Blocking one receptor on cells could halt rheumatoid arthritis
Researchers at the University of Illinois at Chicago College of Medicine have shown for the first time how the activation of a receptor provokes the inflammation and bone degradation of rheumatoid arthritis — and that activation of this one receptor, found on cells in the fluid of arthritic joints, is all that is required.
Their findings, published in the Journal of Immunology, point to a new therapeutic target to interrupt the vicious cycle of inflammation and bone erosion in rheumatoid arthritis.
Rheumatoid arthritis is a progressive autoimmune inflammatory disease of the joints. Swelling and pain, caused by certain cells flooding into the joints, is a hallmark of the disease, along with progressive bone loss. The UIC researchers have shown that the process begins with the triggering of a single receptor on a group of white blood cells.
“TLR5 does it all,” says Shiva Shahrara, UIC associate professor of rheumatology and corresponding author on the paper. TLR5, or toll-like receptor 5, is found on myeloid, or marrow-derived, cells that migrate from the blood into affected joints. Shahrara and her colleagues found that the receptor is much more abundant on myeloid cells found in the fluid of joints in patients with rheumatoid arthritis as compared to samples from healthy subjects.
In previous studies, Shahrara and her colleagues found that activation of TLR5 causes abnormal blood vessel formation in the joints of rheumatoid arthritis patients. In the new study they found that the receptor also up-regulates a potent inflammatory molecule called TNF-alpha, which recruits even more myeloid cells into the joint, where they are transformed into bone-degrading cells called osteoclasts.
In a series of experiments, the researchers uncovered multiple pathological processes driven by the activation of the receptor.
When the researchers placed TLR5-expressing myeloid cells next to joint fluid from rheumatoid arthritis patients, the cells migrated into the fluid. But if the receptor was blocked by an antibody, cell migration towards the fluid was significantly reduced.
Something in the joint fluid attracts cells with TLR5, Shahrara said — perhaps TLR5’s binding protein, which is most likely present in joints affected by rheumatoid arthritis.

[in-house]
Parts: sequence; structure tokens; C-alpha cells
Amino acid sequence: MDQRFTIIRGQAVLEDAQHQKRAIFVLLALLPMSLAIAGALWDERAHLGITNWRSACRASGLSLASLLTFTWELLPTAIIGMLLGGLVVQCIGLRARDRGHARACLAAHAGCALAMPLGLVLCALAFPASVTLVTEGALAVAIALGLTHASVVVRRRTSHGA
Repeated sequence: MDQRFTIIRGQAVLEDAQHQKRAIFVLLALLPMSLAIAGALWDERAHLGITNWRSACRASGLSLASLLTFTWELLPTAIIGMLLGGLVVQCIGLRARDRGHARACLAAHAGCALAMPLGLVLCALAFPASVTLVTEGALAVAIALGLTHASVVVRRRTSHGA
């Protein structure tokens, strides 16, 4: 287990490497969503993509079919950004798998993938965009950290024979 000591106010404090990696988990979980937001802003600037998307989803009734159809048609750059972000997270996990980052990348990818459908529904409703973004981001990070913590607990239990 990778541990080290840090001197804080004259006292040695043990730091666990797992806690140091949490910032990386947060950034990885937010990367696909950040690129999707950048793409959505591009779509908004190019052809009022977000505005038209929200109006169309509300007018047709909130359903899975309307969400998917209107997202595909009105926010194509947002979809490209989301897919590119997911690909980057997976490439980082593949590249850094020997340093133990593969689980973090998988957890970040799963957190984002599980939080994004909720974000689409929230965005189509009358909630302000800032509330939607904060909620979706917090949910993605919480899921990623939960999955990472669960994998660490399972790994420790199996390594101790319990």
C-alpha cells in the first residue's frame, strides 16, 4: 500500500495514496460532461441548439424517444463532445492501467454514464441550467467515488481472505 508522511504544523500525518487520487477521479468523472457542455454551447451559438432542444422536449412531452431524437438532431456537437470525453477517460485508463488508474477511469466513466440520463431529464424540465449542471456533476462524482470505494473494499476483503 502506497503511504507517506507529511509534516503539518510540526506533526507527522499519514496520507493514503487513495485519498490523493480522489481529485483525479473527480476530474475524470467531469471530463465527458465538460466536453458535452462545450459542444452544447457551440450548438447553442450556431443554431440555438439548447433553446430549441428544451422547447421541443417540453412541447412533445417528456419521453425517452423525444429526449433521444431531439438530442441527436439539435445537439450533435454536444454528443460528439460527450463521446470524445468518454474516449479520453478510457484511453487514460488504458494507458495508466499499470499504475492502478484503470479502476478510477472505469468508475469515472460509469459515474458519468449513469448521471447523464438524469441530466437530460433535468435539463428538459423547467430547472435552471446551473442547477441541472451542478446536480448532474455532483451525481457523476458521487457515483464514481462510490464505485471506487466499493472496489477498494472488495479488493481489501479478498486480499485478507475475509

The researchers also found that levels of TNF-alpha increased in joint fluid from patients with rheumatoid arthritis when myeloid cells with activated TLR5 were present. Patients with rheumatoid arthritis who take anti-TNF-alpha drugs have lower levels of TLR5 on their myeloid cells, suggesting that a positive feedback loop exists between TLR5 and TNF-alpha, so that an elevation in one causes an increase in the other.
“Not only do TLR5 and TNF-alpha regulate each other, but they work synergistically to attract more myeloid cells into the joint, where they are transformed into bone-eroding cells,” Shahrara said.
In a mouse model of rheumatoid arthritis, experimental mice given an antibody that blocked the TLR5 receptor had markedly reduced joint swelling and bone erosion compared to controls. The TLR5 antibody treatment may reduce swelling by lowering the number of myeloid cells migrating into the joints to become osteoclasts, the researchers said.
Based on her studies in mice, Shahrara thinks a drug that prevents TLR5 activation could slow or prevent the inflammation and bone erosion of later-stage rheumatoid arthritis in patients.
“When TLR5 is activated, it initiates a vicious feedback loop that results in a worsening of both the inflammatory and erosive features of rheumatoid arthritis,” Shahrara said. “The receptor is a major driver of inflammation and bone degradation. Blocking this receptor could have significant therapeutic value in interrupting joint swelling and bone loss in patients with rheumatoid arthritis.”
Seung-jae Kim, Zhenlong Chen, Nathan Chamberlain, Abdul Essani, Dr. Suncica Volkov, Dr. Shiva Arami, Dr. William Swedler, Dr. Anjali Mehta and Dr. Nadera Sweiss from the UIC College of Medicine; Michael Volin of Midwestern University Chicago College of Osteopathic Medicine in Downers Grove, Illinois; Dr. M. Asif Amin of the University of Michigan Medical School; Dr. Ellen Gravallese of the University of Massachusetts, Worcester; and Dr. Nancy Lane of the University of California, Davis Medical Center, are co-authors on the paper.
This research was supported by grants AR056099 and AR065778 from the National Institutes of Health, grant PR093477 from the Department of Defense, a grant from Within Our Reach from the Rheumatology Research Foundation and an Innovative Research Grant.